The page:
Don’t Love Me Because I’m Beautiful

Don’t Love Me Because I’m Beautiful

All hail America’s newest victim class: the pretty girl.
Heather Wilhelm
By

Many moons ago, while having a drink at the Oak Bar in New York’s Plaza Hotel, I ran across an old college acquaintance with the tremendous nickname of “Mr. Chuckles.”

I was about 22 at the time, and lived in a decrepit Manhattan “apartment,” which was actually a tiny, halfhearted pile of bricks, futon covers, and hollow cardboard-weight doors slowly miming a poor, sad imitation of a real, non-joke apartment. If memory serves, the approximate square footage hovered around my all-time low bowling score, and I had also recently had a giant cockroach fly out of a sweater as I was putting it on in my gnome-sized closet, so I have no idea why I was wasting money at the Oak Bar in New York’s Plaza Hotel. Now that I think about it, maybe I was scared to go back home. The cockroach, after all, was still there.

“You know,” Mr. Chuckles told me, apropos of nothing, perhaps on his third or fourth drink—he looked like he had been there for a while—“I really like dating girls with low self-esteem. They’ll never break up with you, no matter what.” He then went on to detail all the different neuroses (eating disorders, shoplifting habits, obsessive roller blading, acting as a Hamptons drug mule) that gave away low female self-esteem. Meanwhile, I sat agog, chugged my cocktail, and silently plotted my escape.

If this had happened in 2015, of course, Mr. Chuckles could have been hogtied, dragged out of the bar, tossed in the fountain, and publicly shamed for his transgressions—or at least put through a thorough Twitter scolding. But according to the latest batch of grievance culture “think pieces” set adrift on Internet way, he was free, at least, of one problematic offense: He did not comment upon anyone being unusually pretty.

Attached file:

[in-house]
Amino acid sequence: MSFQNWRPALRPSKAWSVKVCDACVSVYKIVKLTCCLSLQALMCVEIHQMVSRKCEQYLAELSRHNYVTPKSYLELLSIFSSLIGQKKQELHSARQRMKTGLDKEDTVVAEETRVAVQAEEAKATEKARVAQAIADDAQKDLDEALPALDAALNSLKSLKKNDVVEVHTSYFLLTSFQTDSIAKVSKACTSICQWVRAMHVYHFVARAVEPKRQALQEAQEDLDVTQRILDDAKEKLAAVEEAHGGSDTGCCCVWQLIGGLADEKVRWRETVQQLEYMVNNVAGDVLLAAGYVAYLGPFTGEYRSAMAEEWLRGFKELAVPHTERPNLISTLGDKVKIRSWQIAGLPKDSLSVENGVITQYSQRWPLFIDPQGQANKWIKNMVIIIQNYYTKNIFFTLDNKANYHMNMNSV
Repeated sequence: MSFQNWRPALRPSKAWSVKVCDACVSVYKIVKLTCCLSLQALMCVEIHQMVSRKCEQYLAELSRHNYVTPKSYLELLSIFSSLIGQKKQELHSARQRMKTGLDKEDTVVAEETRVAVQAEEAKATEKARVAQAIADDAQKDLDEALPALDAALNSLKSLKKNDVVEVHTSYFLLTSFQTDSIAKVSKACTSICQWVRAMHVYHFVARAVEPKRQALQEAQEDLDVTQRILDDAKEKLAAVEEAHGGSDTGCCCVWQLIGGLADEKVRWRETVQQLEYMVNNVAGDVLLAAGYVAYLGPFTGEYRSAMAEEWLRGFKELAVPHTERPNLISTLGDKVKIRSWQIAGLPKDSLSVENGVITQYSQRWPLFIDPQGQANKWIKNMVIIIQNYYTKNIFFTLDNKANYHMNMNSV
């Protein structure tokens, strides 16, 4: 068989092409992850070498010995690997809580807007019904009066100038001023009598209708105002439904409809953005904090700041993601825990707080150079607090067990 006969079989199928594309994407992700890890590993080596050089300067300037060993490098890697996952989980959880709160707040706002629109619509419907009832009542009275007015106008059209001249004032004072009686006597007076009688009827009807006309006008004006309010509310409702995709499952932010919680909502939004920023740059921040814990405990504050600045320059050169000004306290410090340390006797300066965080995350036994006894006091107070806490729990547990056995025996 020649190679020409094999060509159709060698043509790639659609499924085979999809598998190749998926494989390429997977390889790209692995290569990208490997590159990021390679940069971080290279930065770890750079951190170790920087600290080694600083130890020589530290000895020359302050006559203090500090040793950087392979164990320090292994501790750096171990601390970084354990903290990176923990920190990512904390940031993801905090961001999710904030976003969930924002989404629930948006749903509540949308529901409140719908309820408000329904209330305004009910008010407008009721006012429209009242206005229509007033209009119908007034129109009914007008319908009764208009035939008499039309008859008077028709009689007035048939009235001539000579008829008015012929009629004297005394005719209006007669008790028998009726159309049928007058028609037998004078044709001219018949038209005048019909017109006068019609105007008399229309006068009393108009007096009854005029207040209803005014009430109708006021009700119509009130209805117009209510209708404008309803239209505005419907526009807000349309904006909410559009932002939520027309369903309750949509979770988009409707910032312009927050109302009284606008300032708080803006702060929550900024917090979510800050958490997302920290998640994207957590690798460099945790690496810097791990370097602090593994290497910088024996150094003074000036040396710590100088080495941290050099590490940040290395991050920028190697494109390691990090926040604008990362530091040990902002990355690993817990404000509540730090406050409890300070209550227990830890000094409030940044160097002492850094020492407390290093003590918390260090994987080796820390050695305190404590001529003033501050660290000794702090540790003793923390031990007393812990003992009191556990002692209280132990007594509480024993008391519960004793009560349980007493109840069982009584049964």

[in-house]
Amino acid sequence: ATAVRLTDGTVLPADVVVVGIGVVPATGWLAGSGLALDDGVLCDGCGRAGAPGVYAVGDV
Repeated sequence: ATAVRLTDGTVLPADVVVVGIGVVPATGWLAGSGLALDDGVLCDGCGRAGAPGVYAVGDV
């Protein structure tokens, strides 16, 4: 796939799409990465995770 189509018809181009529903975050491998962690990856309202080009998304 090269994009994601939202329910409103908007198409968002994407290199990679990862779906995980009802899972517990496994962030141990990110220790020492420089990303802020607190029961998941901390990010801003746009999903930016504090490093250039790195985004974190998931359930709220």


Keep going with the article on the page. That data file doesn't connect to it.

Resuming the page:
Oh, the Agony of Gorgeousness

People Judge Me Because I’m Pretty,” college student Felicia Czochanski wrote last week in Cosmopolitan, bemoaning her “blonde hair, big hazel eyes, 34DDs, and toned calves.” Czochanski suffers, you see, because of her magnetic beauty, which apparently causes the world to stop each time she walks into a subway station or bagel shop. “Imagine how it feels to have heads turn and all eyes on you when you are simply trying to get to where you need to be…It makes me feel like there is something wrong with me. The scrutiny is never ending.”

I had to read this one a few times to make sure it wasn’t satire; alas, it is not.

After a few more paragraphs detailing the torment and oppression that comes from everyone looking at her all the time, the piece ends with a decision to ignore all the attention. This is followed, somewhat delightfully—and also incongruously—by an invitation to “Follow Felicia on Instagram.”

Next up, we have Blake Dodge, a student at the University of North Carolina, who published a real op-ed in an actual newspaper about her horrible first-world life and “the struggle to be taken seriously in the age of subtle sexism.” I had to read this one a few times to make sure it wasn’t satire; alas, it is not.

“I identify as female,” Dodge writes, and “I am apparently a conventionally attractive student-athlete at UNC-Chapel Hill…Writing this now, I feel my stomach drop. In a culture that regularly exploits sexuality, it’s ironically unacceptable when women openly acknowledge it themselves. But hear me. The following is a string of subtle and routine occurrences that make me feel less human and should take their rightful place among the larger narrative of sexism in contemporary America.”